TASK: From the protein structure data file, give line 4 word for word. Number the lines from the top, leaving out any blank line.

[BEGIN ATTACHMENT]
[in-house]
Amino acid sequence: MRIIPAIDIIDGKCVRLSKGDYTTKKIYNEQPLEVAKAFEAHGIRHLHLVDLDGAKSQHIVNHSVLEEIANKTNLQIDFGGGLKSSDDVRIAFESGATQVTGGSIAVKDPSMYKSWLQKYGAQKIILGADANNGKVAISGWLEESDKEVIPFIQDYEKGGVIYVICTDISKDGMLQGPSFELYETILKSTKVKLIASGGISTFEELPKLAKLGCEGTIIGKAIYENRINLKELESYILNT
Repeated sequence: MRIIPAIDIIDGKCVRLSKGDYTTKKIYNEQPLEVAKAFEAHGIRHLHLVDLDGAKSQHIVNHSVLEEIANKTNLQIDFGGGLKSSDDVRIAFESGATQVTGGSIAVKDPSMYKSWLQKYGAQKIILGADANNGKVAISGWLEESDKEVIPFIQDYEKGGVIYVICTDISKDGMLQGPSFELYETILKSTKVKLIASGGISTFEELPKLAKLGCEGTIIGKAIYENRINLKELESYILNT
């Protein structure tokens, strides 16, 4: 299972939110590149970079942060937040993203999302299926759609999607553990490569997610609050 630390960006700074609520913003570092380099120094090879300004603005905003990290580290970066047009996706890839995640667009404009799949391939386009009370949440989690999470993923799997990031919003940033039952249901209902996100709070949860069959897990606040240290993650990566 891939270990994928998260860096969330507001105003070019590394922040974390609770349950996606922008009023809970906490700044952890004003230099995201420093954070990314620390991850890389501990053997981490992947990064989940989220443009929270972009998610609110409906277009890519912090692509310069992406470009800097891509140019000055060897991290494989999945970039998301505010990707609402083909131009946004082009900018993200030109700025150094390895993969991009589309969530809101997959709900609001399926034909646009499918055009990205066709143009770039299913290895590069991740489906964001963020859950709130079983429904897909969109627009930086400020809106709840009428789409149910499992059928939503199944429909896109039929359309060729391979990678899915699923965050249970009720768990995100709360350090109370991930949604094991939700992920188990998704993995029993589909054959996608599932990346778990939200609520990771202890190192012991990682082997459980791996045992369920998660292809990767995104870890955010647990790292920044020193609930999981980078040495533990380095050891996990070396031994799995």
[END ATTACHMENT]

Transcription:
């Protein structure tokens, strides 16, 4: 299972939110590149970079942060937040993203999302299926759609999607553990490569997610609050 630390960006700074609520913003570092380099120094090879300004603005905003990290580290970066047009996706890839995640667009404009799949391939386009009370949440989690999470993923799997990031919003940033039952249901209902996100709070949860069959897990606040240290993650990566 891939270990994928998260860096969330507001105003070019590394922040974390609770349950996606922008009023809970906490700044952890004003230099995201420093954070990314620390991850890389501990053997981490992947990064989940989220443009929270972009998610609110409906277009890519912090692509310069992406470009800097891509140019000055060897991290494989999945970039998301505010990707609402083909131009946004082009900018993200030109700025150094390895993969991009589309969530809101997959709900609001399926034909646009499918055009990205066709143009770039299913290895590069991740489906964001963020859950709130079983429904897909969109627009930086400020809106709840009428789409149910499992059928939503199944429909896109039929359309060729391979990678899915699923965050249970009720768990995100709360350090109370991930949604094991939700992920188990998704993995029993589909054959996608599932990346778990939200609520990771202890190192012991990682082997459980791996045992369920998660292809990767995104870890955010647990790292920044020193609930999981980078040495533990380095050891996990070396031994799995």